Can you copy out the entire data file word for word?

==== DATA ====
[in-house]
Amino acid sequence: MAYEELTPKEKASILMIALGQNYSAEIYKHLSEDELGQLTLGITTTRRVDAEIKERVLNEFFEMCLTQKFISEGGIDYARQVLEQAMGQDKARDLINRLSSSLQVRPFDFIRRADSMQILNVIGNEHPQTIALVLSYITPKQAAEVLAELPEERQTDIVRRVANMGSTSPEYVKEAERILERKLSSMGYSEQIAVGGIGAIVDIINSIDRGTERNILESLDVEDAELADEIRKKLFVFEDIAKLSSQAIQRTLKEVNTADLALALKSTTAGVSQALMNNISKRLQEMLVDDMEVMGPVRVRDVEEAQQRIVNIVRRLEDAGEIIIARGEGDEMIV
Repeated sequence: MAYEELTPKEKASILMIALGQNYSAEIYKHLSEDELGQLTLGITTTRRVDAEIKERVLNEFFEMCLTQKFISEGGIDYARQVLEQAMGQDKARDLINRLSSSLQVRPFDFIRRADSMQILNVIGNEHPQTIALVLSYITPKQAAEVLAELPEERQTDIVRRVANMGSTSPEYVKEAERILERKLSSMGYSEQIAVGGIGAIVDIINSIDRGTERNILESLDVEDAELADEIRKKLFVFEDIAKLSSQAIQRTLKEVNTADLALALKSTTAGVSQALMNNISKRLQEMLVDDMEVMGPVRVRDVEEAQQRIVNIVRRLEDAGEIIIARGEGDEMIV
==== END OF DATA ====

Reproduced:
[in-house]
Amino acid sequence: MAYEELTPKEKASILMIALGQNYSAEIYKHLSEDELGQLTLGITTTRRVDAEIKERVLNEFFEMCLTQKFISEGGIDYARQVLEQAMGQDKARDLINRLSSSLQVRPFDFIRRADSMQILNVIGNEHPQTIALVLSYITPKQAAEVLAELPEERQTDIVRRVANMGSTSPEYVKEAERILERKLSSMGYSEQIAVGGIGAIVDIINSIDRGTERNILESLDVEDAELADEIRKKLFVFEDIAKLSSQAIQRTLKEVNTADLALALKSTTAGVSQALMNNISKRLQEMLVDDMEVMGPVRVRDVEEAQQRIVNIVRRLEDAGEIIIARGEGDEMIV
Repeated sequence: MAYEELTPKEKASILMIALGQNYSAEIYKHLSEDELGQLTLGITTTRRVDAEIKERVLNEFFEMCLTQKFISEGGIDYARQVLEQAMGQDKARDLINRLSSSLQVRPFDFIRRADSMQILNVIGNEHPQTIALVLSYITPKQAAEVLAELPEERQTDIVRRVANMGSTSPEYVKEAERILERKLSSMGYSEQIAVGGIGAIVDIINSIDRGTERNILESLDVEDAELADEIRKKLFVFEDIAKLSSQAIQRTLKEVNTADLALALKSTTAGVSQALMNNISKRLQEMLVDDMEVMGPVRVRDVEEAQQRIVNIVRRLEDAGEIIIARGEGDEMIV